When I was growing up I loved going to birthday parties. Cake, ice cream, games, toys, presents, boy was that fun. Then I got a little older, and I had a bar mitzvah party. Cake, presents, girls (strategically seated at the various tables to accommodate the youthful desires of my boyfriends), and boy was that fun. Then came a few wedding parties. Cake, presents, girls (more grown up), and boy was that fun. But when I entered into law school, I learned about a new kind of party; one with no cake, no presents, and no girls. In fact, this new kind of party really wasn’t a party at all.
You see, I took contracts. And in contracts, generally, there are the “parties” to the contract … you know, the ones who sign the contract and agree to some arrangement or deal. I learned that when discussing contracts and their underlying transactions, from time to time it became necessary to refer to people (or entities) that did not sign the contract and therefore were not “parties” to the contract. My law school professors taught me that we would refer to these people as “third parties.” Not fourth parties, not fifth parties, but third parties. Ok, so why the brief trip down memory lane?
Well, let’s set the table a little more. Every April 15th, every warm blooded American citizen (and many others) enters into a written contract of sorts. It’s called a Form 1040 Individual Income Tax Return. You sign it, right? Who are the “parties” to this contract? That’s right, you and Uncle Sam. I know, Uncle Sam does not sign, but trust me, he’s a party. Now, except for you and dear old Uncle Sam, everyone else in known galaxy and beyond is a “third party” where your income taxes are concerned. So why is this important?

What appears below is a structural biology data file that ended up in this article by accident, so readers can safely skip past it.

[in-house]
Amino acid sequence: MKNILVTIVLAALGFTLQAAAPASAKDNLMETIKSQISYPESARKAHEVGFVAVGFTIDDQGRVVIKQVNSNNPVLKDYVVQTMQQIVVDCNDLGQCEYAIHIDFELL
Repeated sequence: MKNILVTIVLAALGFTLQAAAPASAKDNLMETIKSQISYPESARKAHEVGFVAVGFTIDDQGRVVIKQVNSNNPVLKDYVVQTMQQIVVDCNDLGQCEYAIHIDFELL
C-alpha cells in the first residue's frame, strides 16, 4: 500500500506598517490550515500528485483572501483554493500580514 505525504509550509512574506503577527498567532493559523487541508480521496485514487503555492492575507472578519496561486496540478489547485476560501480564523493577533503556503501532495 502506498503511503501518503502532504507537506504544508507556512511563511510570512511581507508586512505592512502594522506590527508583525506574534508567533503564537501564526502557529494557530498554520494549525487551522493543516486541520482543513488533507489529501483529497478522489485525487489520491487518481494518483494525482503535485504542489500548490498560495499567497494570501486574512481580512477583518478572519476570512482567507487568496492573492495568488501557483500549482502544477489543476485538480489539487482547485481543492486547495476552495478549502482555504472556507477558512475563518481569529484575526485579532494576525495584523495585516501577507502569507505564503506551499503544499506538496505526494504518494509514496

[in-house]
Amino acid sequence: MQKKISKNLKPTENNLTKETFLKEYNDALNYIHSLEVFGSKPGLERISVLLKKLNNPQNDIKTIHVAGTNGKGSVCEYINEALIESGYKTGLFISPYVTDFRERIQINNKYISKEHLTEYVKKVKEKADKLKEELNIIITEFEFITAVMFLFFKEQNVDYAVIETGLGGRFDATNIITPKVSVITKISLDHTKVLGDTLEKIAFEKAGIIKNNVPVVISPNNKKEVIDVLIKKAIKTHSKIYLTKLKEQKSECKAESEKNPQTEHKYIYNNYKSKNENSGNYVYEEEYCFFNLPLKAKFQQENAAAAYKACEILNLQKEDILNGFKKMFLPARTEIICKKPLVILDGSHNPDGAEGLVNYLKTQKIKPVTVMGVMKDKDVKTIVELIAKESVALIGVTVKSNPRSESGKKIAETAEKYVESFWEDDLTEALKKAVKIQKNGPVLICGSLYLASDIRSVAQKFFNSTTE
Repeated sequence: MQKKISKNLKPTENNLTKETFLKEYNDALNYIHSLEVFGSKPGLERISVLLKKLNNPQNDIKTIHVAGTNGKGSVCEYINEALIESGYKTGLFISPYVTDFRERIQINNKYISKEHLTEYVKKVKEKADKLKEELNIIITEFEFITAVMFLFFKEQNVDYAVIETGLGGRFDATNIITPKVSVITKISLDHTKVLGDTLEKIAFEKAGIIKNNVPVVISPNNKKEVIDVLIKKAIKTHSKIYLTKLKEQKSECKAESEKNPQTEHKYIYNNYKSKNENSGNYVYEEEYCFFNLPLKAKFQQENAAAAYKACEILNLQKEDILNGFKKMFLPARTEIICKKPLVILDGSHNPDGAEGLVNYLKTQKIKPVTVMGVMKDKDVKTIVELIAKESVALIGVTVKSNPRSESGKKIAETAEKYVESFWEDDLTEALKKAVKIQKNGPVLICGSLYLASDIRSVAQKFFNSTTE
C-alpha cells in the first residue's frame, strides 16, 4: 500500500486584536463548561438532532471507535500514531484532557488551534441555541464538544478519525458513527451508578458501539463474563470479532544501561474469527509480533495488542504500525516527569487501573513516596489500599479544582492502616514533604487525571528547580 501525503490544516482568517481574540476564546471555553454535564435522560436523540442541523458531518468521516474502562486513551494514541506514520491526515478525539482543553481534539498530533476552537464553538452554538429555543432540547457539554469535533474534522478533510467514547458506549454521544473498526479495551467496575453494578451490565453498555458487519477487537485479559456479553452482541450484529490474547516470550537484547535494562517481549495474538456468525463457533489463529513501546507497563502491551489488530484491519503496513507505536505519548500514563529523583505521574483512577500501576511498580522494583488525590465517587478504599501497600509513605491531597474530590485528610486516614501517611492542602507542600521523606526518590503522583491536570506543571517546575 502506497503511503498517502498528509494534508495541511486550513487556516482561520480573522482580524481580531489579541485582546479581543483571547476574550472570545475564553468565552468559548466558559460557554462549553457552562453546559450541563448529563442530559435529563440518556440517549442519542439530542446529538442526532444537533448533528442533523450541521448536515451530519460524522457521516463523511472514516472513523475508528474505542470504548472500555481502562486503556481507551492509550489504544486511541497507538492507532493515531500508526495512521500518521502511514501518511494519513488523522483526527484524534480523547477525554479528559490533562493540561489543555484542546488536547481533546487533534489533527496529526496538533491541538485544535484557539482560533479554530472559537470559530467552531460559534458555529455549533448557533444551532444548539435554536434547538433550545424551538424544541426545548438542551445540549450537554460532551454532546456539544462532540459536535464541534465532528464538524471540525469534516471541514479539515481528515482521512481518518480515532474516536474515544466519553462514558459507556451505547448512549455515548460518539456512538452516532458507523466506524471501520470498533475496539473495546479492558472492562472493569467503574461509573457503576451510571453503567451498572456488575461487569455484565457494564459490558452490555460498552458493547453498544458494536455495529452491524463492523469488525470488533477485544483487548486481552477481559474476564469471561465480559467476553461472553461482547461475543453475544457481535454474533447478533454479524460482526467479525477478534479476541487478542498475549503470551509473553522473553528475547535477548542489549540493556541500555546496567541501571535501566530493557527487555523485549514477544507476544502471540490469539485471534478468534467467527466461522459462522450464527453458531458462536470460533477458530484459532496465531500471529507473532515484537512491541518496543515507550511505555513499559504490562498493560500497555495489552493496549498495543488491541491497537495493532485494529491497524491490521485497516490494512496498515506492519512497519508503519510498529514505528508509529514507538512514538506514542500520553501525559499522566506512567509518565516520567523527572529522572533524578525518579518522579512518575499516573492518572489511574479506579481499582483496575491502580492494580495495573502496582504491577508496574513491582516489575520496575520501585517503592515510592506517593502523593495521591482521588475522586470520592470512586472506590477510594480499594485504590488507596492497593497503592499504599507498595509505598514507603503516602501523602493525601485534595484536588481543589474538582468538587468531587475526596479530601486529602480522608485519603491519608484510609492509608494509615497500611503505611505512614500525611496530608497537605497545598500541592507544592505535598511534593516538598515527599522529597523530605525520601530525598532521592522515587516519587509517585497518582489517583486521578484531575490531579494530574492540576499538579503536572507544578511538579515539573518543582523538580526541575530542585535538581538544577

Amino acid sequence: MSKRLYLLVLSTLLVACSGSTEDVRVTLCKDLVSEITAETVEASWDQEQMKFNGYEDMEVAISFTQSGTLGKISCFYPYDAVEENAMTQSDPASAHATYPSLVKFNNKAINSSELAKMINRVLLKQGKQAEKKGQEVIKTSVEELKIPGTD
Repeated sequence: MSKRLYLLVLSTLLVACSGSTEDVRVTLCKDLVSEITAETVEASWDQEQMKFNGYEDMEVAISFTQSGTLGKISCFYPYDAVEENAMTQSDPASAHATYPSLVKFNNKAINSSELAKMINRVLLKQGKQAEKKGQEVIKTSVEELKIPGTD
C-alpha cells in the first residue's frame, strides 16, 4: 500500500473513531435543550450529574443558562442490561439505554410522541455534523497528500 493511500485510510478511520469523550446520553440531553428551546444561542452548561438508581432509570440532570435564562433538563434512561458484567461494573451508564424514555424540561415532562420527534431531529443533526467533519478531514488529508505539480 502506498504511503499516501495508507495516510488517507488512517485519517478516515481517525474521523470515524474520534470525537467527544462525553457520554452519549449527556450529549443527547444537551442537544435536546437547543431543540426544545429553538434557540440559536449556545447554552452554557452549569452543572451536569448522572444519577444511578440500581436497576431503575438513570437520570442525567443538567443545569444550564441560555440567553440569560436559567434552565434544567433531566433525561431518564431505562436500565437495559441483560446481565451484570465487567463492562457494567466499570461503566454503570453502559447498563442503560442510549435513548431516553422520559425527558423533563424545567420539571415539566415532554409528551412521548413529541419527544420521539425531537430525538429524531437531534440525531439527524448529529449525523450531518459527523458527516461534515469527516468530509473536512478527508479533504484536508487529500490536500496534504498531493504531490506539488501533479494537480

Well, have you ever noticed that one of the first things the IRS does when you are unable to full pay your taxes to Uncle Sam is file what is called a “Notice of Federal Tax Lien.” What’s the rush you might wonder? Doesn’t the IRS automatically have a lien against all your property? In many instances, and generally speaking, the answer is yes. But it is not only you that the IRS is thinking about as they rush to mail you the “Notice of Federal Tax Lien.” It is those doggone third parties (all those people and entities that are not named you or Uncle Sam). You see if a third party wants to purchase real or personal property from you, and there is a Notice of Federal Tax Lien on file that secures the amounts owed to the IRS, then the third party cannot complete the purchase without addressing the amounts owed to the IRS. If that Notice of Federal Tax Lien is not filed, then generally speaking the third party can complete the purchase without addressing the amounts owed to the IRS, and thus the IRS may lose out on a great chance to get paid. Now you know why the IRS is so quick to file that “Notice of Federal Tax Lien.”
Stated more succinctly: Federal tax liens arise automatically upon assessment but are not valid against third parties until the IRS files a lien notice. But wait … there is more.
When a bankruptcy is involved, as between the bankruptcy estate and the IRS, the bankruptcy estate may be able to retain a debtor’s property over the claim of the IRS where a notice of lien has not been filed. Furthermore, “exempt property,” (property that generally cannot be reached by a debtor’s creditors), may be subject to IRS collection following the close of the bankruptcy proceedings if the federal tax liability is non-dischargeable, or if the taxes are dischargeable but secured by a pre-petition notice of federal tax lien. Furthermore, once filed, the federal tax lien passes through bankruptcy unaffected, provided that the underlying tax liability is not fully satisfied in the bankruptcy proceedings. In fact, the federal tax lien can survive bankruptcy even if the underlying tax liability/debt is itself discharged (kind of like how some insects can survive a nuclear explosion).
So you see, to the IRS, this “Notice of Federal Tax Lien” is a really, really, really important document. It is how the IRS makes sure that not only the taxpayer, but everyone who deals with the taxpayer, has to take into account amounts owed to the IRS by the taxpayer.
There may be no cake or presents, but the IRS sure likes third parties.